The Sunderland Trust

Address: The Pembroke Dock Heritage Centre, Pembroke Dock, West Wales, UK
Tel:01646 684220


The editors visit a range of museums and collections they consider to have a connection with Chapman. In particular there is an obvious interest in motoring/motor racing, engineering, aviation, and industrial /product design.

Museums are visited not only to learn from the content but also to study the presentation, levels of interpretation and educational opportunities offered. Also considered is the extent that opportunities are exploited and educational /participation opportunities are created.

The editors have been impressed by the engineering and role of the Sunderland since building scale models in teenage. It was a valuable experience to visit the Trust and related sites in the locality.

The Heritage Centre

The Heritage Centre capitalizes and celebrates the Docks two hundred year social, economic and military history.

The Trust is housed within the former Georgian Garrison Chapel in the main historic dock complex which is conveniently located close to the town centre and shops
In particular it is proud of the fact that it was during the Second World War one of the largest flying boat stations. Pembroke Dock facing west out into the Atlantic played a very important role being the station for Sunderland engaged in rescue and anti-submarine activities guarding convoys. The Sunderland and Pembroke Dock played a significant role in the Battle of the Atlantic.

Sunderland T9044 and Pembroke Dock
From the net:

The Short S.25 Sunderland was a British flying boat patrol bomber developed for the Royal Air Force (RAF) by Short Brothers. It took its service name from the town (latterly, city) and port of Sunderland in northeast England.

Based in part upon the S.23 Empire flying boat, the flagship of Imperial Airways, the S.25 was extensively re-engineered for military service. It was one of the most powerful and widely used flying boats throughout the Second World War,[1] and was involved in countering the threat posed by German U-boats in the Battle of the Atlantic. RAF Sunderland’s also saw service throughout the Korean War and continued in service until 1959. It also took part in the Berlin airlift. Sunderland’s remained in service with the Royal New Zealand Air Force (RNZAF) until 1967.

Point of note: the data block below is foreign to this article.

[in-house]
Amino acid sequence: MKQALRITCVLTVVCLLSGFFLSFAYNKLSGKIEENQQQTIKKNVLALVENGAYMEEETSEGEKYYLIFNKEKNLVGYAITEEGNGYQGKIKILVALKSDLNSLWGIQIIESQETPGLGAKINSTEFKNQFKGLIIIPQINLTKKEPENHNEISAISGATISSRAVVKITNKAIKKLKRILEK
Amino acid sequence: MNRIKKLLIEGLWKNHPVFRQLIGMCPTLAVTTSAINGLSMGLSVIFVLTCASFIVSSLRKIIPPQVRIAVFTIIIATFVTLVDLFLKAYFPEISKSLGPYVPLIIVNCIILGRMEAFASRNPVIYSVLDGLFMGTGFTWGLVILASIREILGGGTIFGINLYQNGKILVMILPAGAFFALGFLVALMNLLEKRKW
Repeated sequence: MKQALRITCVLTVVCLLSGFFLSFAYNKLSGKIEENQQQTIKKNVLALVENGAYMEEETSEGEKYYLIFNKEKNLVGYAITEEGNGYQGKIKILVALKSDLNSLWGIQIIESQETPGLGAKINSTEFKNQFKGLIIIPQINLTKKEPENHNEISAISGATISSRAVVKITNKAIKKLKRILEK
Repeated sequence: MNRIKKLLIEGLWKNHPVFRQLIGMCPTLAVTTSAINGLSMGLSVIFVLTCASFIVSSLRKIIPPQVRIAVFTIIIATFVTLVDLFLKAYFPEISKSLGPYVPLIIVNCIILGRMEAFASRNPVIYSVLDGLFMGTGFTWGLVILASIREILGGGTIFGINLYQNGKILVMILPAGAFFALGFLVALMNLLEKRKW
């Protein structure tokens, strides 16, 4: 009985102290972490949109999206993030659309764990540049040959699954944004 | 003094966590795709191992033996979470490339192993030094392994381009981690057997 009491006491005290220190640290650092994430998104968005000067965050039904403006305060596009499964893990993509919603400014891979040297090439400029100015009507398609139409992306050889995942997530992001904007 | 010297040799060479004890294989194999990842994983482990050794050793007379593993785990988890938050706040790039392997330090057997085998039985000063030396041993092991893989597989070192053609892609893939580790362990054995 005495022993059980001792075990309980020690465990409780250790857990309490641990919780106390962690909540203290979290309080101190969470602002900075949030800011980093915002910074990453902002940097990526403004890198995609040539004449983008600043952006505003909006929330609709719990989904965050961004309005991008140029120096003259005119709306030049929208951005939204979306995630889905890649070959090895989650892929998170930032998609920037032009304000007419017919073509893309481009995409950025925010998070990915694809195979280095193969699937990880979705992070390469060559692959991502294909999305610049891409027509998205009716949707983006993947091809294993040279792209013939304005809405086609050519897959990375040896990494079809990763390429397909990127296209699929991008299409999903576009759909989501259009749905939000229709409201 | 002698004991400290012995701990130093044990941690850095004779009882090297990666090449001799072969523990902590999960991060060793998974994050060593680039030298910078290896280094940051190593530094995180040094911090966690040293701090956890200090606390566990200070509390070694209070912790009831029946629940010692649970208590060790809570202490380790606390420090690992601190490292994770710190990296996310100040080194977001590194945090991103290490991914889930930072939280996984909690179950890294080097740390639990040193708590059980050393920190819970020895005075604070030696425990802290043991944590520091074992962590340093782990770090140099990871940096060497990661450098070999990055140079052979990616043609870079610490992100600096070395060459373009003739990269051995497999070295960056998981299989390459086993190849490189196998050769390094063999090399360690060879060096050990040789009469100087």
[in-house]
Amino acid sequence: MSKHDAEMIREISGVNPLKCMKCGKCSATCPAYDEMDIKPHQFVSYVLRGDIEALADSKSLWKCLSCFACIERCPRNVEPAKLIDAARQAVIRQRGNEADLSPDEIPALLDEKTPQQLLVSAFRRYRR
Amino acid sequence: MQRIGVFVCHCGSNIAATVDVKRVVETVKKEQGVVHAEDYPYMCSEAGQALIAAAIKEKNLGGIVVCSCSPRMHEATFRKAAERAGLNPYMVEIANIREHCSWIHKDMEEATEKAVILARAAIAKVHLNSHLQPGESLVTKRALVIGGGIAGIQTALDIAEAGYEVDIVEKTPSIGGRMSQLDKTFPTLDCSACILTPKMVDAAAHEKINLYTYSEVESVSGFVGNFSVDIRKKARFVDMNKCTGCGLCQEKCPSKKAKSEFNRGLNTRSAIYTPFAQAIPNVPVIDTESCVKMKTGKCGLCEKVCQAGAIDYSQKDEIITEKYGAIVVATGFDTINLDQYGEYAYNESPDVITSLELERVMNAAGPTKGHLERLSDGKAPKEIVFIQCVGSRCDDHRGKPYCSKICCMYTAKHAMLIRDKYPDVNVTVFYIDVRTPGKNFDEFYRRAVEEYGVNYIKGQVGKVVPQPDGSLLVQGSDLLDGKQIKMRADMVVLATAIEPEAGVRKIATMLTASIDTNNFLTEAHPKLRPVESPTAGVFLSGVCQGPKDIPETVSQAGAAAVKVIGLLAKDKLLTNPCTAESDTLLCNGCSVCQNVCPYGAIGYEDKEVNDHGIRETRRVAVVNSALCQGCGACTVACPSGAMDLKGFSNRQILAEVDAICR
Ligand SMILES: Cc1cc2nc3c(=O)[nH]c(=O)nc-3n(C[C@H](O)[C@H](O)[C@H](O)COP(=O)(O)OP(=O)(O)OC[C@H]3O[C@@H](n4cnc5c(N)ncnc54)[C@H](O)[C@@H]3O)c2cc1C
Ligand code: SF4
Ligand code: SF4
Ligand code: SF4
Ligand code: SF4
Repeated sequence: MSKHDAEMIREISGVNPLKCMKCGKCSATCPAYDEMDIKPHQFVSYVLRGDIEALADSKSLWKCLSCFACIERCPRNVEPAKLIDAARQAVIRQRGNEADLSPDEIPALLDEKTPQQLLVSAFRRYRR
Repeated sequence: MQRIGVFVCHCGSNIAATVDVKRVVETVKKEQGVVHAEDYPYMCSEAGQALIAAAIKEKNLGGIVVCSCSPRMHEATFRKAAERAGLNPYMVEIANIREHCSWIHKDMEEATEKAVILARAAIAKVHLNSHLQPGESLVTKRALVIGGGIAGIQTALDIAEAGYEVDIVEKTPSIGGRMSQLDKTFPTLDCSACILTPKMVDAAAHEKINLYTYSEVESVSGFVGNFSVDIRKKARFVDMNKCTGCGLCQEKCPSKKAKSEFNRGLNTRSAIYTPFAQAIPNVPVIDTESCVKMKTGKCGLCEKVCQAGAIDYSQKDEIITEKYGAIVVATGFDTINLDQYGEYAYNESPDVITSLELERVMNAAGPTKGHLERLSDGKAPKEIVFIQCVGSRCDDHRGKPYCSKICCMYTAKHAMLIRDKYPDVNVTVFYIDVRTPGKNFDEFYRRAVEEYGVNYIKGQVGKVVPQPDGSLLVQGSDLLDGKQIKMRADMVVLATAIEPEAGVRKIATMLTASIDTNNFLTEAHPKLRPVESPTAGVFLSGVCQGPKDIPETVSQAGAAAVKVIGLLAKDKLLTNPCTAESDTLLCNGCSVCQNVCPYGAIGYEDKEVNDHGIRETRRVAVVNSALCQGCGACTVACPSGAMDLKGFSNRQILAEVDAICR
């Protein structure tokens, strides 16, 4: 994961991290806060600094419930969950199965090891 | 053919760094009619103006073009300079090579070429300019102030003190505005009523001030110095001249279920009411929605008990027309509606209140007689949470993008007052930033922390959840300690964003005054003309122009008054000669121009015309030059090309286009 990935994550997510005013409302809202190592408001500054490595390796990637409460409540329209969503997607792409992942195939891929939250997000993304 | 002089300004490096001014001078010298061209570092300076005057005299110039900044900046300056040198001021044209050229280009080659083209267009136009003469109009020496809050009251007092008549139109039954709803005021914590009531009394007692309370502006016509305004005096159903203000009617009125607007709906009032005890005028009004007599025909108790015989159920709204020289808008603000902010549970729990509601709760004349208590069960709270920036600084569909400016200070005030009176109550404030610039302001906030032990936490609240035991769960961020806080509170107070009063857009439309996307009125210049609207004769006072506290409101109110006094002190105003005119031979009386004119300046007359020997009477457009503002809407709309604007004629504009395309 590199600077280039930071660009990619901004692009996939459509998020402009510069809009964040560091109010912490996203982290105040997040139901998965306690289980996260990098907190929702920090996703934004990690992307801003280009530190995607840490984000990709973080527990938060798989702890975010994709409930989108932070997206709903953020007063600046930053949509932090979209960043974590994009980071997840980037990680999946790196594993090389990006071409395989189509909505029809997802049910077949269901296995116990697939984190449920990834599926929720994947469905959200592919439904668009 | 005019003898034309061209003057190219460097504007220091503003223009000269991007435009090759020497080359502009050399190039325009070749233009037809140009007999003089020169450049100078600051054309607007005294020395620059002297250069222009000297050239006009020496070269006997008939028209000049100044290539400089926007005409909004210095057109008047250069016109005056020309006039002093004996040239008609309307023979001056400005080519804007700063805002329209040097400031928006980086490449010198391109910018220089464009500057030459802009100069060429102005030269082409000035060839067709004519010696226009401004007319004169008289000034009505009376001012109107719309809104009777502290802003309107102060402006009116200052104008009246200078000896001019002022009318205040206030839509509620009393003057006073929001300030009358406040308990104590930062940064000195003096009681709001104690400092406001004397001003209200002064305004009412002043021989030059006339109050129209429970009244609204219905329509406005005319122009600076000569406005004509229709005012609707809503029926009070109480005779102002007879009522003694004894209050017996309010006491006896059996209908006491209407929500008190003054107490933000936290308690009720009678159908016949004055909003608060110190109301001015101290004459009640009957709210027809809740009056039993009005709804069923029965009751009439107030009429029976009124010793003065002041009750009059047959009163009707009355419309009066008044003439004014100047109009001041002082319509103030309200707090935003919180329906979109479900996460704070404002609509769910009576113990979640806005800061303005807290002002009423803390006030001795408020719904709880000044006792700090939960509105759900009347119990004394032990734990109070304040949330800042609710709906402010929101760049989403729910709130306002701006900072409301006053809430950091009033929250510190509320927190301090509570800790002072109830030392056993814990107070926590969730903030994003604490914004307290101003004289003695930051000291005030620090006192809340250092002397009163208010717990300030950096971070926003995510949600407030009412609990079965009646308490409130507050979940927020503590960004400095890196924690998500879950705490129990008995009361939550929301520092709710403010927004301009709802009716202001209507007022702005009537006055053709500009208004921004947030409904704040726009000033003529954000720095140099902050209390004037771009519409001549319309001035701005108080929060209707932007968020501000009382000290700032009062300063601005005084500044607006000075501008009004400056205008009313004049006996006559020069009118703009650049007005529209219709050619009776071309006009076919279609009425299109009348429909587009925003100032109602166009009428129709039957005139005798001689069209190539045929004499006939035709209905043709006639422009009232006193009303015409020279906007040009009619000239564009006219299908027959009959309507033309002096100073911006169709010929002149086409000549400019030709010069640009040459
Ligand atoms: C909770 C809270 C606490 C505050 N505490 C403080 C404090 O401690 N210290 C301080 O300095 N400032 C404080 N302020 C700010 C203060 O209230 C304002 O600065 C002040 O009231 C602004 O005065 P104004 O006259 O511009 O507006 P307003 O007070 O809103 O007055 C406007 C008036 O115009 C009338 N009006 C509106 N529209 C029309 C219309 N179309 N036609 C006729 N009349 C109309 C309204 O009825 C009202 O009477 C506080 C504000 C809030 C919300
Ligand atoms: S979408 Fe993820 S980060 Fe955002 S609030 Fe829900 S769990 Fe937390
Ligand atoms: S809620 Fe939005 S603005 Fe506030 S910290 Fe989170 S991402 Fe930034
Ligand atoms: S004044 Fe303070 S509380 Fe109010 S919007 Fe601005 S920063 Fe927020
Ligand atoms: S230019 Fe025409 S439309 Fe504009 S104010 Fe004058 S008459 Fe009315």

Sunderland’s converted for civil use, known as Short Sandringhams, continued in airline operation until 1974. A single airworthy example remains on display in Florida at Fantasy of Flight. A sunken Mark I Sunderland, identified as the Sunderland T9044 of No 210 Squadron, RAF, was discovered in 2000 off the coast of Wales; there are plans to raise it in the near future.

Sunderland T9044 lies on the seabed off Pembroke Dock in Wales.[33] The site is protected, and The Pembroke Dock Sunderland Trust aims to recover the aircraft in the future.[34] Certain parts of the aircraft have already been recovered including two engines and one of the machine guns and are on display at the Pembroke Dock Heritage Centre.[35] The Heritage Centre is located in the restored Georgian Garrison Chapel where it tells not just the story of T9044 but also that of Wales’ only Royal Dockyard and over 200 years of social, economic and military history.

General characteristics
• Crew: 9—11 (two pilots, radio operator, navigator, engineer, bomb-aimer, three to five gunners)
• Length: 85 ft. 4 in (26.0 m)
• Wingspan: 112 ft. 9½ in (34.39 m)
• Height: 32 ft. 10½ in (10 m)
• Wing area: 1,487 ft² (138 m²)
• Empty weight: 34,500 lb. (15,663 kg)
• Loaded weight: 58,000 lb. (26,332 kg)
• Powerplant: 4 × Bristol Pegasus XVIII nine-cylinder radial engine, 1,065 hp (794 kW) each
• Maximum speed: 210 mph (336 km/h) at 6,500 ft. (2,000 m)
• Cruise speed: 178 mph (285 km/h) at 5,000 ft. (1,500 m)
• Stall speed: 78 mph (125 km/h)
• Range: 1,780 mi (2,848 km)
• Service ceiling: 16,000 ft. (4,880 m)
• Rate of climb: 720 ft./min (3.67 m/s)
• Wing loading: 39 lb./ft² (191 kg/m²)
• Power/mass: .073 hp/lb. (.121 kW/kg)
• Guns:
o 16× 0.303 inch (7.7 mm) Browning machine guns
o 2× Browning 0.5 inch (12.7 mm) machine gun
• Bombs: various defensive and offensive munitions, including bombs, mines and depth charges carried internally and, some, winched out beneath the wings. Manually launched flares, sea markers and smoke-floats.